Panel: Biasing Knowledge? the Role of Interested Funders In the Creation and Interpretation of Science
(Science & Technology)

Thursday, November 8, 2012: 10:15 AM-11:45 AM
D'Alesandro (Sheraton Baltimore City Center Hotel)

*Names in bold indicate Presenter

Organizers:  Abigail Brown, Harvard University
Moderators:  Antonio Sanfilippo, Pacific Northwest National Laboratory and Christopher Carrigan, George Washington University
Chairs:  Joshua Rosenbloom, National Science Foundation

This panel looks across several domains of knowledge—social science, nutrition, psychiatry and finance—and shows that in each domain, the significant sponsorship of knowledge creation by interested parties has the potential to cause serious harm to our understanding of that domain. While the effects are hard to measure, and the exact causal mechanisms may vary, there is a striking similarity across disciplines in the nature of the problem. We first present three papers on research in different fields and how that research has been distorted by the primarily financial interests of sponsors. The first paper looks at how the research agenda of nutrition science is distorted by the interests of the food industry, which sponsors research on health benefits but not harms. The second compares the experiences of contract program evaluators to the better-studied financial auditors to draw parallels between their experiences and identify potential leverage for improvement. The third paper looks at how conflicts of interest in psychiatry, and the American Psychiatric Association in particular, affects both the underlying science and the writing of practice guidelines that shape doctors’ prescribing patterns. The final paper in the panel takes a different, more abstract perspective. Rather than look at the problems in a particular discipline, it explores the potential dynamic social harm that may be done in the situations described by the first three papers, by looking at the harmful effects of misinformation on learning and technological change. These dynamic effects caused by the types of distorted information discussed in the first three papers add urgency to the argument that conflicts of interest engendered by funding research by interested funders could be causing significant harm to society. In addition to those interested in the role conflicts of interest plays in research, the papers presented in this panel session should be of interest to policy researchers whose work builds on the kinds of research we look at here. Those concerned with obesity research, medical cost containment, government program cost effectiveness, etc., all should be aware of the potential problems that distort research funded by interested funders.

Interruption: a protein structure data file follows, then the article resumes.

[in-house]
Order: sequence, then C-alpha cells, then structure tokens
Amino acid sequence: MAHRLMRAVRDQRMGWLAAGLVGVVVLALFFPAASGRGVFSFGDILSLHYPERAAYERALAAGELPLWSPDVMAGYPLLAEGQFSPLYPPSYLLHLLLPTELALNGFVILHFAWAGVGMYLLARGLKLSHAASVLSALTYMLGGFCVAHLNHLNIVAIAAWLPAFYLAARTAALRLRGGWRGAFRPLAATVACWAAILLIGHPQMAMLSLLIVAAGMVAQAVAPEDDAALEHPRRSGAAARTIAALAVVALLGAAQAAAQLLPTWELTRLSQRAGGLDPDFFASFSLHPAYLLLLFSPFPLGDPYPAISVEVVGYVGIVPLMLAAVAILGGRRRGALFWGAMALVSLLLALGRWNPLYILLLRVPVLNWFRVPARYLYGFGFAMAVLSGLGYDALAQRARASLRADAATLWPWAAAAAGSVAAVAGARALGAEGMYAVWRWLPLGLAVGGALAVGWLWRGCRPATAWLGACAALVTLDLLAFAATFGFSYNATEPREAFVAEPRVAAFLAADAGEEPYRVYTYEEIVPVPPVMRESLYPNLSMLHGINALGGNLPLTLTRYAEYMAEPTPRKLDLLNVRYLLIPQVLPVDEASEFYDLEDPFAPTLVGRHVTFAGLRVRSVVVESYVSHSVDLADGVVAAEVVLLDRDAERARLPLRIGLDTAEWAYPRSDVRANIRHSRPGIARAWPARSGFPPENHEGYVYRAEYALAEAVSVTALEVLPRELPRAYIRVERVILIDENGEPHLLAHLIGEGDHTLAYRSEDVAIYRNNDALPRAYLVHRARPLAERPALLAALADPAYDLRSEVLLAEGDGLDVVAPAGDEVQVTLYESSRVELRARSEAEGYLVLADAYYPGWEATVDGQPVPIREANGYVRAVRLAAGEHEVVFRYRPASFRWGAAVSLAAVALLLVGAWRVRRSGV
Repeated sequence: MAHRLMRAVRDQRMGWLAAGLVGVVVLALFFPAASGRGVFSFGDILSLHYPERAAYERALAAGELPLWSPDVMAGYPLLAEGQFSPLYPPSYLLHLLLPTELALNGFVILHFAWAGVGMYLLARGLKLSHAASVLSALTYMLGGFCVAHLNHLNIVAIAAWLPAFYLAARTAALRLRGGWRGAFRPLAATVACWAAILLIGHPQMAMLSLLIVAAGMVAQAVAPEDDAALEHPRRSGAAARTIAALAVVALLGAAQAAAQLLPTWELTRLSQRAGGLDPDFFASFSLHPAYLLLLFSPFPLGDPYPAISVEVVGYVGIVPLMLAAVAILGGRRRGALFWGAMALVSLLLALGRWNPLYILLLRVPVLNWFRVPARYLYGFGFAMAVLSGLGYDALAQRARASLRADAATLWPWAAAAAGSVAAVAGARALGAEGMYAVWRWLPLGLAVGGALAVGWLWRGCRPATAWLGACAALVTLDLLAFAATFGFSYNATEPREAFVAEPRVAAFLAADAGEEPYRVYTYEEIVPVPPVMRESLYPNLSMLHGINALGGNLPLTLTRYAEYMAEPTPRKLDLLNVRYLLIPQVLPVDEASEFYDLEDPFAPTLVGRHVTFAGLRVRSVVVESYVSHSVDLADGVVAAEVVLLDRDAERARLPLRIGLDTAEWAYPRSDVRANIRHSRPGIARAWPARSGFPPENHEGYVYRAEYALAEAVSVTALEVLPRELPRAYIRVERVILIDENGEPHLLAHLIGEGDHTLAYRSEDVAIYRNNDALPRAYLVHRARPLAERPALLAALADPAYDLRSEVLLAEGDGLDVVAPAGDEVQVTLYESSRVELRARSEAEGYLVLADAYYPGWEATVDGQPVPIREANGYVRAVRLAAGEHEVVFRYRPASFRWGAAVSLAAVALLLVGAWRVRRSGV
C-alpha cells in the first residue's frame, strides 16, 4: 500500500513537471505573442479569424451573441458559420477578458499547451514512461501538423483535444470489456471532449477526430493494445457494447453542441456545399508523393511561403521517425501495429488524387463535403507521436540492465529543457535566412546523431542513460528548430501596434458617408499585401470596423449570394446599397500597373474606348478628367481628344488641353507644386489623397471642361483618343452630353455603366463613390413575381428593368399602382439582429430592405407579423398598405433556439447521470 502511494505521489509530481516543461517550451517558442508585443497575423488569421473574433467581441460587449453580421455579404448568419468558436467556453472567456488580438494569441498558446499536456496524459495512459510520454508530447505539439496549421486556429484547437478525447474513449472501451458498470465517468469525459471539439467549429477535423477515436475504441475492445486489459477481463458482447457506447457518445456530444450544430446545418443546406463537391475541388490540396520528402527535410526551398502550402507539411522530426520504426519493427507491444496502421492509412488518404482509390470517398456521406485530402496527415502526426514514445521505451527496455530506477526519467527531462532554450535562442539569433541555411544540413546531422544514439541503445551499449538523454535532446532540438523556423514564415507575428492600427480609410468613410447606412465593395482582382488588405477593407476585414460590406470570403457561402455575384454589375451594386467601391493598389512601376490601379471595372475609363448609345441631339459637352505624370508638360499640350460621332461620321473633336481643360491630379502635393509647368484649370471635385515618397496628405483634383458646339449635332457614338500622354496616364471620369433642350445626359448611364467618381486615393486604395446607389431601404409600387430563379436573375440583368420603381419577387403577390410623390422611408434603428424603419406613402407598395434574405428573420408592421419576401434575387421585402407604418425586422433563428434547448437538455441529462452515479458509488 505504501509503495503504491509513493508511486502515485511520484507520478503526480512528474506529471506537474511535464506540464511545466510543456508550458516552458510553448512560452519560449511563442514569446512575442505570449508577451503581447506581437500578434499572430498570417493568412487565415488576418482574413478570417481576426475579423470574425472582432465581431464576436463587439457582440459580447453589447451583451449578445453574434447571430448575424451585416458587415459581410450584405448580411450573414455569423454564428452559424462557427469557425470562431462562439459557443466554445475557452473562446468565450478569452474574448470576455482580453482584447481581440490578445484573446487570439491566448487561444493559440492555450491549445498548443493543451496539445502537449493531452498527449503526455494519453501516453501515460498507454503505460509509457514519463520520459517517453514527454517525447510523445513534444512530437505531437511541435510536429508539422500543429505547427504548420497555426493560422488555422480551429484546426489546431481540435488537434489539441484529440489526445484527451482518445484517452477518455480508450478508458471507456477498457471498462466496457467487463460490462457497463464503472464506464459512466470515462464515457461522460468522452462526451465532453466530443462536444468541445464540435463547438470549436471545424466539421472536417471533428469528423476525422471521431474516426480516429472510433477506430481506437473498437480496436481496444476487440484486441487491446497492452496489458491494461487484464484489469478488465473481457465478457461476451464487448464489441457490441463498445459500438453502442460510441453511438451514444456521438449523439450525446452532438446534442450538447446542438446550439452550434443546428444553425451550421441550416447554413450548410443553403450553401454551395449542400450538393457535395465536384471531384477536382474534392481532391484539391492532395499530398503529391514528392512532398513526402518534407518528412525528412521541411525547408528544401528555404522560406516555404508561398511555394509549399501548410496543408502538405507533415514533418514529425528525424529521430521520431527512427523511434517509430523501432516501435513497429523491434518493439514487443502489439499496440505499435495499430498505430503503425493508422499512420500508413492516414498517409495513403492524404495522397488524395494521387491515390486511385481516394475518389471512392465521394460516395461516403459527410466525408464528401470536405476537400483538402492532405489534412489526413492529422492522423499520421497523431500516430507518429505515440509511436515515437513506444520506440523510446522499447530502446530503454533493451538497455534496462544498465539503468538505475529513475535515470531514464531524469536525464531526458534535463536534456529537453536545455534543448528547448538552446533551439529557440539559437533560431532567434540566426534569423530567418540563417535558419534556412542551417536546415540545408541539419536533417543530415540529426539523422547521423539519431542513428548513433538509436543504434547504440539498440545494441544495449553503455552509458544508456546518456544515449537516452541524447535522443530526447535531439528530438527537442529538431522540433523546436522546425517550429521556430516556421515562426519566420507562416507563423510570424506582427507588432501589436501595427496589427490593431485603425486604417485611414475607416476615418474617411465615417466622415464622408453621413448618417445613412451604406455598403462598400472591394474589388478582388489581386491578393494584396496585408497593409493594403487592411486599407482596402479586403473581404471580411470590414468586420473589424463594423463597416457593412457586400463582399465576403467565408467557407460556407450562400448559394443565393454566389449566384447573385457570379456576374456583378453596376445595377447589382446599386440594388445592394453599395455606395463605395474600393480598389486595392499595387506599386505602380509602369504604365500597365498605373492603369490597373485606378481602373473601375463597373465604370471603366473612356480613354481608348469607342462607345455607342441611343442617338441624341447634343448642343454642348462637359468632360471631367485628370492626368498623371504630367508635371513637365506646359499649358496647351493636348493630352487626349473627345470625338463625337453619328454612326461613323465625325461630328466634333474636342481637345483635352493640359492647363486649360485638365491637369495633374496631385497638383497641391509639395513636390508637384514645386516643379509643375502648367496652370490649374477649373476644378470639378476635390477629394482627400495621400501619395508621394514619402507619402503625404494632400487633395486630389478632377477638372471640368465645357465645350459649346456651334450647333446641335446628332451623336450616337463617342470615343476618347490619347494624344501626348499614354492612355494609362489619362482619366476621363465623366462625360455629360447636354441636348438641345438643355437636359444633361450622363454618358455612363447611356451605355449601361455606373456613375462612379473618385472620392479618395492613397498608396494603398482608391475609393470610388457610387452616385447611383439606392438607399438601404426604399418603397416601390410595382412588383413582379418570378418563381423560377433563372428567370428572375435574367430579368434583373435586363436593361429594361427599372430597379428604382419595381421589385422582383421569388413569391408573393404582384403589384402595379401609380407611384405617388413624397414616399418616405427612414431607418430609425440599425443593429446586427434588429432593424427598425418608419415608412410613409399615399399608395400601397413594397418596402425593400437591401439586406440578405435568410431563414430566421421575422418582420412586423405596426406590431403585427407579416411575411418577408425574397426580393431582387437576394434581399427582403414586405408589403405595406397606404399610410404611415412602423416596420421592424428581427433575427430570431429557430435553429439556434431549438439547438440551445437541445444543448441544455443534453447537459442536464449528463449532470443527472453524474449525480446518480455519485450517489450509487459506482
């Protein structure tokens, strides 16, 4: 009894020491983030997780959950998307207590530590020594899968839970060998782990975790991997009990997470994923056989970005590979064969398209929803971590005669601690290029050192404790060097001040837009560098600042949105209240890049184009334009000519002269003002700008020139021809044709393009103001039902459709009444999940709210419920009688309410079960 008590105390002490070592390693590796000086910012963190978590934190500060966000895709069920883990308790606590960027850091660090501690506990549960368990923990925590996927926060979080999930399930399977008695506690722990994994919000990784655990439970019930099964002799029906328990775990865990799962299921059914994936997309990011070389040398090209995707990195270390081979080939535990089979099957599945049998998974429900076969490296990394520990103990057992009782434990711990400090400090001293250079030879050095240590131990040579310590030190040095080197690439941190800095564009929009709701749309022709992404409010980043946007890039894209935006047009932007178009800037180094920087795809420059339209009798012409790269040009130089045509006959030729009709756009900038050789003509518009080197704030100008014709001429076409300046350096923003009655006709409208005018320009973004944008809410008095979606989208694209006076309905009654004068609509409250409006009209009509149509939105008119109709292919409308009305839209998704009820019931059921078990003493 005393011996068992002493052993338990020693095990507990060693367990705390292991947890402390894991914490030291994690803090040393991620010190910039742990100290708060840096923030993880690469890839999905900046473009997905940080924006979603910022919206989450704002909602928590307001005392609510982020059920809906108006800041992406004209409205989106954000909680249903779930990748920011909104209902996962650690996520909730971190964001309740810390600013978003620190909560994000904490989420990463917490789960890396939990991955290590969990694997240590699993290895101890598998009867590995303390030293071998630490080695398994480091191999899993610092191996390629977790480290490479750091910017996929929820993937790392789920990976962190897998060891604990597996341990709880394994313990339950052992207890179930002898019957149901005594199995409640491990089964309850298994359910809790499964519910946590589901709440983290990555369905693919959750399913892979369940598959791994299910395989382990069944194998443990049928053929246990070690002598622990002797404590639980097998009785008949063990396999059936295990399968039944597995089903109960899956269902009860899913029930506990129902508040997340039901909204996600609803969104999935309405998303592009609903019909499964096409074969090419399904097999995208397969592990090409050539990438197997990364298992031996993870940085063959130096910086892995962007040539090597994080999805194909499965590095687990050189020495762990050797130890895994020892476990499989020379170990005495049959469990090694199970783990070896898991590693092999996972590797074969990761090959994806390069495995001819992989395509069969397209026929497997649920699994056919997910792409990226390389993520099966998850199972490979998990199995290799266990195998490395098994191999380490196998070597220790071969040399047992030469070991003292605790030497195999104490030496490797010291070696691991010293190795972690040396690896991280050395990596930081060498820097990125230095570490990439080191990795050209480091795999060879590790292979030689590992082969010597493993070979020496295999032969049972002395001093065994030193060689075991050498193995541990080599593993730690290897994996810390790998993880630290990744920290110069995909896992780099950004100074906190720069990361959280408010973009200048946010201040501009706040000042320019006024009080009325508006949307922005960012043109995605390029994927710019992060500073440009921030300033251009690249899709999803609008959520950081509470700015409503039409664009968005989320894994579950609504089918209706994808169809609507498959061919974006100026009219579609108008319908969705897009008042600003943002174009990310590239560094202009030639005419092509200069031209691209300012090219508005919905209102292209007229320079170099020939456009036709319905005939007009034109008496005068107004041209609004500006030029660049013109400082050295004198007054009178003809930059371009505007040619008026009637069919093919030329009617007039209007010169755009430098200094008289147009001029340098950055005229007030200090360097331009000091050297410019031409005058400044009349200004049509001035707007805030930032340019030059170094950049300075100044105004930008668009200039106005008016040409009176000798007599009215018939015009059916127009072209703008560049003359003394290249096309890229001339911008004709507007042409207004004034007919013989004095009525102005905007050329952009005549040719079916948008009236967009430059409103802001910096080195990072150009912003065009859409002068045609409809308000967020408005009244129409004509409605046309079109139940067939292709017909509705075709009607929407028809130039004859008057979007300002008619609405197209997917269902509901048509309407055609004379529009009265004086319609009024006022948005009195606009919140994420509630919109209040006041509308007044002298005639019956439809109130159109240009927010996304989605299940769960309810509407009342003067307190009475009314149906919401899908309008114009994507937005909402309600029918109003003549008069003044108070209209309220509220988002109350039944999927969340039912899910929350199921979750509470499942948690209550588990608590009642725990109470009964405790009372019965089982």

The Systemic Distorting Effects of Industry-Sponsored Research On Food and Health
Jonathan H. Marks, Edmond J Safra Center for Ethics, Harvard University; Pennsylvania State University and Donald B. Thompson, Penn State

Independent Evaluation: Insights From Public Accounting
Abigail Brown, Harvard University and Jacob Klerman

Conflicts of Interest In Clinical Practice Guidelines: Implications for Public Policy and Guideline Development
Lisa Cosgrove1,2, Allen Shaughnessy3, Harold Bursztajn4,5, Emily E. Wheeler6 and Deborah R. Erlich3, (1)Edmond J Safra Center for Ethics, Harvard University, (2)University of Massachusetts, Boston, (3)Tufts University, School of Medicine, (4)Harvard Medical School, (5)Mass Mental Health Center, (6)University of Massachusetts, Boston, Department of Counseling and School Psychology

Destroying Creative Destruction: The Social Welfare Costs of Fraud
Abigail Brown, Harvard University and Simon Angus, Monash University

See more of: Science & Technology
See more of: Panel